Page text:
European airports are facing another chaotic summer of delays and cancellations as passenger numbers recover to pre-pandemic levels and staff continue to negotiate on wages.
The overwhelming volume -- an estimated 33,000 flights per day over the next eight weeks -- means that airports and air traffic controllers have a challenging season ahead.
Passenger rights company AirHelp analyzed delays of more than 15 minutes and cancellations in June at Europe’s busiest airports.
AirHelp found the worst offender was London’s Gatwick, with 54% of its flights meeting the company’s criteria for disruption, while Finland’s Helsinki Airport had just over 18% of flights disrupted.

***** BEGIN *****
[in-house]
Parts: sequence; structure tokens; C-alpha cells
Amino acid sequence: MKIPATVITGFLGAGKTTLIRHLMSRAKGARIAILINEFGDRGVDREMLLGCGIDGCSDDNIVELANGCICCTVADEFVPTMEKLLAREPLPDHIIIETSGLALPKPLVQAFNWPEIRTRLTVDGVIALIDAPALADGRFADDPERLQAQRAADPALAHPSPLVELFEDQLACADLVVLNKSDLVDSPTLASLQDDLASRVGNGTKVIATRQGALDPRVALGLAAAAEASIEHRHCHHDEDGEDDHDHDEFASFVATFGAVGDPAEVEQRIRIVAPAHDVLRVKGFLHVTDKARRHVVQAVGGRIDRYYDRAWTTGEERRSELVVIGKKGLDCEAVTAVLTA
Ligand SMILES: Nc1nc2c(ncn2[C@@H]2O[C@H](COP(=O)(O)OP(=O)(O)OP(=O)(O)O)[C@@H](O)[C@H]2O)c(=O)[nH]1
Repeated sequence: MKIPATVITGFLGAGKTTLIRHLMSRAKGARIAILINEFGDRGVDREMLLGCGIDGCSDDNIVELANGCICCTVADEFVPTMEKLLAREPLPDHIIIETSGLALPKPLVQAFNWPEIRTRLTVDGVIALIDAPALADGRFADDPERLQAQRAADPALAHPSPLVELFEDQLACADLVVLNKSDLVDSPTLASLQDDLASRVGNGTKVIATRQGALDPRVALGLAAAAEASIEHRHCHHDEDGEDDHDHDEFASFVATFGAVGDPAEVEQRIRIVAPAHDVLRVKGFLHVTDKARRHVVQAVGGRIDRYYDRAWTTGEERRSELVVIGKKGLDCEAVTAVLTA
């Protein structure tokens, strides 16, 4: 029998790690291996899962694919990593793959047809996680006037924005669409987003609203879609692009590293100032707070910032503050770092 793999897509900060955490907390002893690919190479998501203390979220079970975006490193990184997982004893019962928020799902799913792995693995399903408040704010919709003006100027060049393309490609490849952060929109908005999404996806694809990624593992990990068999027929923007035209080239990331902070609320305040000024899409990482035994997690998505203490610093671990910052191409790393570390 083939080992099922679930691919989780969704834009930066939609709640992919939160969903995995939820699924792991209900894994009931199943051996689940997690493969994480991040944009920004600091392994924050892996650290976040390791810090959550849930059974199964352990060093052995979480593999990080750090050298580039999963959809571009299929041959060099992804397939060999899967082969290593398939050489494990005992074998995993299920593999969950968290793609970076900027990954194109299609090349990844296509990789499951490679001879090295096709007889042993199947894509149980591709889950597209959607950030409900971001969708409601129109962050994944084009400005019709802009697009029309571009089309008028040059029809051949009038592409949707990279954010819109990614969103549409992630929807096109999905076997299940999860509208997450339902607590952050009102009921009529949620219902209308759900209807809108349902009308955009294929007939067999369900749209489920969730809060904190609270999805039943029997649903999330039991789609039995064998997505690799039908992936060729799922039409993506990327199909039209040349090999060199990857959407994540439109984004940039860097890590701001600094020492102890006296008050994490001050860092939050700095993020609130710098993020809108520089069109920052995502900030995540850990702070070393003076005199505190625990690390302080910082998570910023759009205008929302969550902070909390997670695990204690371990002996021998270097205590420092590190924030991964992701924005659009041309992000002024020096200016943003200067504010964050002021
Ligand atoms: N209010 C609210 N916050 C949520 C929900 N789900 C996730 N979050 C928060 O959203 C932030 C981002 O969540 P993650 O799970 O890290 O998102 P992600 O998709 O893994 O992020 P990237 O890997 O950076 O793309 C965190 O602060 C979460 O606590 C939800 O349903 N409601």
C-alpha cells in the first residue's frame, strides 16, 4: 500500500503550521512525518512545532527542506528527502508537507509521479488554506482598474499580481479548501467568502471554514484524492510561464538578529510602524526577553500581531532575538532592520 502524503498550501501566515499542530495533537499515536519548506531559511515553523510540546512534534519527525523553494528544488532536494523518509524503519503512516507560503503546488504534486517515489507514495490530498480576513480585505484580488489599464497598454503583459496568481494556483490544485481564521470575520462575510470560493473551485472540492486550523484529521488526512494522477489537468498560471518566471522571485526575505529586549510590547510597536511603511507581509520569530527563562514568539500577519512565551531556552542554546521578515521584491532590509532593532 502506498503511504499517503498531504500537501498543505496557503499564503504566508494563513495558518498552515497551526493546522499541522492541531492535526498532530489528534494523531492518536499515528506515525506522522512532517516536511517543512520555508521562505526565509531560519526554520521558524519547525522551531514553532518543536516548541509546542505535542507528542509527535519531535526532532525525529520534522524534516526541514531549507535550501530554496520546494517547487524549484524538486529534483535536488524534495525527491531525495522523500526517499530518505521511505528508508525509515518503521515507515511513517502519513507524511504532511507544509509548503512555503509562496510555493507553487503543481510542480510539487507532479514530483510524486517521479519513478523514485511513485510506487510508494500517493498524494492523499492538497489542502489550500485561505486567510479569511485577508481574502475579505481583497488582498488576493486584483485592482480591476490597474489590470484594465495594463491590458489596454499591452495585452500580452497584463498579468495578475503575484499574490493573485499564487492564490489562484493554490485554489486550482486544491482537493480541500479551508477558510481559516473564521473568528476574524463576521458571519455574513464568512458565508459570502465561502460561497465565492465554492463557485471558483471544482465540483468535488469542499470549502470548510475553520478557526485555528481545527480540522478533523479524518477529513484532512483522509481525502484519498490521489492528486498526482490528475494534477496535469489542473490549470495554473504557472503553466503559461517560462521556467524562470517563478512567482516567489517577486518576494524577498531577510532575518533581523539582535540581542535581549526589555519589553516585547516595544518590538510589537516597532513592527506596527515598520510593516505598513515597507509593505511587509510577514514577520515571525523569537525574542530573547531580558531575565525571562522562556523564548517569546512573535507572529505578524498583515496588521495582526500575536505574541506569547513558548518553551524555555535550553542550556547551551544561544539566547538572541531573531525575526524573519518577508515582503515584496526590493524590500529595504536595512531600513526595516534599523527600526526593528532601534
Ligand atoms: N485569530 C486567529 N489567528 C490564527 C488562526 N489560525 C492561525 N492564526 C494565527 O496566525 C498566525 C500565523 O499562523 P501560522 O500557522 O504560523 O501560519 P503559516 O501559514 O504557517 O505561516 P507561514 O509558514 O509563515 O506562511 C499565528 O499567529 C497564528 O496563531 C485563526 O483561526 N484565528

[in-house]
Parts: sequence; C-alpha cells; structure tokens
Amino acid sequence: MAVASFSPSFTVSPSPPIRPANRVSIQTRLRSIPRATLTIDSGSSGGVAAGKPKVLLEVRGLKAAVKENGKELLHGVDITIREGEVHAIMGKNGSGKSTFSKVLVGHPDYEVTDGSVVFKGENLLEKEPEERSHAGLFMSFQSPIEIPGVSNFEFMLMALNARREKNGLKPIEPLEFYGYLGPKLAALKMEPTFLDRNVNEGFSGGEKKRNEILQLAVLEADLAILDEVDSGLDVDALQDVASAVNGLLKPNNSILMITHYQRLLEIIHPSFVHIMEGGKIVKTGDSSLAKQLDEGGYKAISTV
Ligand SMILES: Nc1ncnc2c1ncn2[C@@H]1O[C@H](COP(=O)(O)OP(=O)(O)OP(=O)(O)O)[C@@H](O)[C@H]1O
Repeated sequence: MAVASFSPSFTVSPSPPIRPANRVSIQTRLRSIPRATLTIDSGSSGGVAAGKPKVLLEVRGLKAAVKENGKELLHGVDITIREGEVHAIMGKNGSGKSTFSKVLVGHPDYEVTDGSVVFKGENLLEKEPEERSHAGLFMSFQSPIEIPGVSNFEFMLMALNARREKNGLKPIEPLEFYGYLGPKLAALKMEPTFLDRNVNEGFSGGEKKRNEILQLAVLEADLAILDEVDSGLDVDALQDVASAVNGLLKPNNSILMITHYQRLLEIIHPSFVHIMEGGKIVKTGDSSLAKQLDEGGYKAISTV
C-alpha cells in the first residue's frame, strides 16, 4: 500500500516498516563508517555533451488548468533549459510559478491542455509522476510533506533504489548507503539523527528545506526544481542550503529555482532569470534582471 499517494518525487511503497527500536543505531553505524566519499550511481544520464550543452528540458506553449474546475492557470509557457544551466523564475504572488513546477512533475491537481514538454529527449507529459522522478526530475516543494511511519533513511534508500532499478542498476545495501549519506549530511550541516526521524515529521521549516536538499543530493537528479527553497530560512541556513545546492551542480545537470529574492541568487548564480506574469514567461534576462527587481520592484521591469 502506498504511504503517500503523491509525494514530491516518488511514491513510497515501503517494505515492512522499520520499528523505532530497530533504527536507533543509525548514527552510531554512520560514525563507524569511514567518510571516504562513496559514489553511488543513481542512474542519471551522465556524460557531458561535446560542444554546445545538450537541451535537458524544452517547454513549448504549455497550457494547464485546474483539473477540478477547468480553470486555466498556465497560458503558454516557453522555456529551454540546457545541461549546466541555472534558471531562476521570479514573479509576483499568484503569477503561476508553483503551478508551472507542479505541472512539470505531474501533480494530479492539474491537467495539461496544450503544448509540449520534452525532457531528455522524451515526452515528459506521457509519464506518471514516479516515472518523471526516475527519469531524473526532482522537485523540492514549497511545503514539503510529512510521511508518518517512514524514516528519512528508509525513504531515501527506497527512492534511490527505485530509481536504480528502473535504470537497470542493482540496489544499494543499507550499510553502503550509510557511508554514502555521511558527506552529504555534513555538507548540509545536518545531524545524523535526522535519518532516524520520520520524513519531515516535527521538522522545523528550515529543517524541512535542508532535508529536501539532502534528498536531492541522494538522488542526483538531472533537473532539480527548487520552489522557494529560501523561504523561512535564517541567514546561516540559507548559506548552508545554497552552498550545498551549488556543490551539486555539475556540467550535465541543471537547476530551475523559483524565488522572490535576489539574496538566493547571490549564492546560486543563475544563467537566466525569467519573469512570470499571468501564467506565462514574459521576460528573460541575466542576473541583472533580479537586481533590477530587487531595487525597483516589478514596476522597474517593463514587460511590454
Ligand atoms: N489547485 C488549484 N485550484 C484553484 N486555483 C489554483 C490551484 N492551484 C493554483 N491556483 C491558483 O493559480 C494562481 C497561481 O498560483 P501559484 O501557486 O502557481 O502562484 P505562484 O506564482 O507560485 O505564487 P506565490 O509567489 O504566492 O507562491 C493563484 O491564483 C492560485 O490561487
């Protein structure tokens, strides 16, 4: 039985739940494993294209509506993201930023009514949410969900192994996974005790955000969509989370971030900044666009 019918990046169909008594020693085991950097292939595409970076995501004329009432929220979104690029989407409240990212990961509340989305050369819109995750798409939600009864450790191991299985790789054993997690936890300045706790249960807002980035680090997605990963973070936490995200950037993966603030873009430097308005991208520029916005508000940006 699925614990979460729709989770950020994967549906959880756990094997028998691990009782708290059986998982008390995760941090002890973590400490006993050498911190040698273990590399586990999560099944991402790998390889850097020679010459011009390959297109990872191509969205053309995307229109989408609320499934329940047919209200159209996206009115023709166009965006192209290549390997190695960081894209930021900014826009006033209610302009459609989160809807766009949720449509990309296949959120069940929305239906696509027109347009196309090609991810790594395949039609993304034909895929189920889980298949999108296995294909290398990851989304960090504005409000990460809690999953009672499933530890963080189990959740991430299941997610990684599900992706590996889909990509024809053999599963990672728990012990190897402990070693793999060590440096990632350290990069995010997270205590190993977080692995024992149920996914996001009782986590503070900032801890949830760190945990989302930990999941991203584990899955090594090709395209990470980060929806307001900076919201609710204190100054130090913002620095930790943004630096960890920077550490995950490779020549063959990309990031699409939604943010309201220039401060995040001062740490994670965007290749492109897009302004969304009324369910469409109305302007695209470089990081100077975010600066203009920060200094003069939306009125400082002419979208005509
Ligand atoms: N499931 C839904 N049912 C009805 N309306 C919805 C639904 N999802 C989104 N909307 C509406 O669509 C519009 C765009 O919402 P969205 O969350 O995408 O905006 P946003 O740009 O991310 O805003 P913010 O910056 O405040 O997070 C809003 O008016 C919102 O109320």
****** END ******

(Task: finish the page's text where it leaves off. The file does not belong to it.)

Spain has seen a surge in international tourism, with 8.2 million visitors in May -- 18% up from last year -- according to the country’s National Institute of Statistics.
In addition, Iberia Regional Air Nostrum pilots, who had been striking every Monday and Friday since Feb. 27, went on a daily indefinite strike from June 6 amid a pay dispute.
Amsterdam’s Schiphol, which handled 72 million passengers in 2019, experienced delays and cancellations for 36% of flights. Britain’s busiest hub, Heathrow, which took nearly 81 million passengers in 2019, had almost four in 10 flights affected.
At Birmingham Airport, the Unite union said that around 100 security officers and terminal technicians will begin continuous strike action from July 18.